Have you ever wondered what the inside of a snail’s mouth looks like?
The anatomy involved in land snail and slug feeding is fascinating. Well, I’d like to guess that it is more fascinating than you’d expect, if you’ve ever thought about snail and slug feeding in the first place. Snails and slugs have evolved to eat just about everything; they are herbivorous, carnivorous, omnivorous, and detritivorous (eating decaying waste from plants and other animals). There are specialist and generalist species that eat worms, vegetation, rotting vegetation, animal waste, fungus, and other snails.
Thousands of Microsopic Teeth!
Snails and slugs eat with a jaw and a flexible band of thousands of microscopic teeth, called a radula. The radula scrapes up, or rasps, food particles and the jaw cuts off larger pieces of food, like a leaf, to be rasped by the radula. To understand what the single jaw and radular band look like in a terrestrial snail, two Museum interns (from Glendale Community College), Ala Babakhanians and Richard Laguna, photographed a common European Garden Snail (Cornu aspersum) eating a film of cornstarch and water on a piece of glass. This clever method was inspired by the Snail’s Tales blog. Underside of Cornu aspersum showing the single reddish-brown jaw of the mouth.Close up of the open mouth of Cornu aspersum showing the jaw and the pale-colored ribbon of teeth called the radula.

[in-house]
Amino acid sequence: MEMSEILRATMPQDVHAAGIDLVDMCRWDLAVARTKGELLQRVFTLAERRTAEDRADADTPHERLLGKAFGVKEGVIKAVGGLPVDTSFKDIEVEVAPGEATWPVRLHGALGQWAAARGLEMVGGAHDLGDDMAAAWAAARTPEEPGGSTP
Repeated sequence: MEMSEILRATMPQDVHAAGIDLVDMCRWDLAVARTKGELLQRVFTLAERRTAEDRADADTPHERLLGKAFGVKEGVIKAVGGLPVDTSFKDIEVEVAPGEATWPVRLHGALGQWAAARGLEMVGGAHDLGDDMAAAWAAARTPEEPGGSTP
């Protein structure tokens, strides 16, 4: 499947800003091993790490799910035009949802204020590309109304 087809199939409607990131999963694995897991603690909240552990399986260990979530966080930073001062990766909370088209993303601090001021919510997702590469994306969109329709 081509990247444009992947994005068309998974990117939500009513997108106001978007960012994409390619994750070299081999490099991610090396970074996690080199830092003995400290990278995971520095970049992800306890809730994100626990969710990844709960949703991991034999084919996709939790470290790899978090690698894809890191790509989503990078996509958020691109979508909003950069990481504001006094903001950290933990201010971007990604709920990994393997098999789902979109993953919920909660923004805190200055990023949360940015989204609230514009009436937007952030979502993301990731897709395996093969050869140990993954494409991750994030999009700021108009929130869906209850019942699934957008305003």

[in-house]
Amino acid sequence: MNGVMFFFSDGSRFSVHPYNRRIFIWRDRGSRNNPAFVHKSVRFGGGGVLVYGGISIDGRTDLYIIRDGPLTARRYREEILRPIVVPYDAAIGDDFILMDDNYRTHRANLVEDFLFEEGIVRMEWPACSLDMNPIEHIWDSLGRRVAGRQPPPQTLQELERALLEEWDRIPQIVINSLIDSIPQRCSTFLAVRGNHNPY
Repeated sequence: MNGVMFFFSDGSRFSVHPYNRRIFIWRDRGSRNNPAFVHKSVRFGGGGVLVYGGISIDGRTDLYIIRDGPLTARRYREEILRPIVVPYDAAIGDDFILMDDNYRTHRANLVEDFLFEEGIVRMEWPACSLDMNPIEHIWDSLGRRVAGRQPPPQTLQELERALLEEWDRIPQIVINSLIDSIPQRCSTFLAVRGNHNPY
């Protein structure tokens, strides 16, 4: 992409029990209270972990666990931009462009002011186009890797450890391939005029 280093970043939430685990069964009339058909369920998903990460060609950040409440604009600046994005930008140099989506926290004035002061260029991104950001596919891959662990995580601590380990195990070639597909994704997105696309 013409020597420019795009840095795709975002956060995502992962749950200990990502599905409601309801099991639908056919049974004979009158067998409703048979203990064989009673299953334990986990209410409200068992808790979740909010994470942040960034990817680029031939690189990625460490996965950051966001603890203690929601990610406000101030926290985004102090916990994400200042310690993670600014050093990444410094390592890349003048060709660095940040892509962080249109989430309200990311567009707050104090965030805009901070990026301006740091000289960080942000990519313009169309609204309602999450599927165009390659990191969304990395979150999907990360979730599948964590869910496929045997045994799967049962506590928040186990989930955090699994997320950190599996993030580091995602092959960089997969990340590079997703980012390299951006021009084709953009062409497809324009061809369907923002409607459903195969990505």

A Close Look at a Slug’s Rasping Radula
The only way to truly appreciate the microscopic teeth of the radula is to look at them under a microscope. To do this, Ole Willadsen, another Glendale Community College intern at NHMLA, dissected out the radula from a non-native slug found on Sunset Boulevard.Limacus sp., non-native slug found in Los Angelesby Cedric Lee
The radula was imaged using the Museum’s scanning electron microscope (SEM), which creates an extremely detailed and highly magnified picture of the specimen examined.SEM image of central radular teeth Limacus sp. specimen shown above.SEM image of marginal radular teeth Limacus sp.
The fascinating feeding anatomy of snails and slugs is also helpful in determining their species identity, if and when that is in question. Since we sometimes don’t know the identity of non-native species we encounter in Los Angeles, the size and shape of their single jaw and thousands of radular teeth can be as informative as they are beautiful.
**Can you hear a snail eating? Yes! Check out Elisabeth Tova Bailey’s book The Sound of a Wild Snail Eating.
If you’d like to be involved in efforts to document and protect L.A.’s biodiversity, check out our Community Science program. Or you can donate to the Urban Nature Research Center.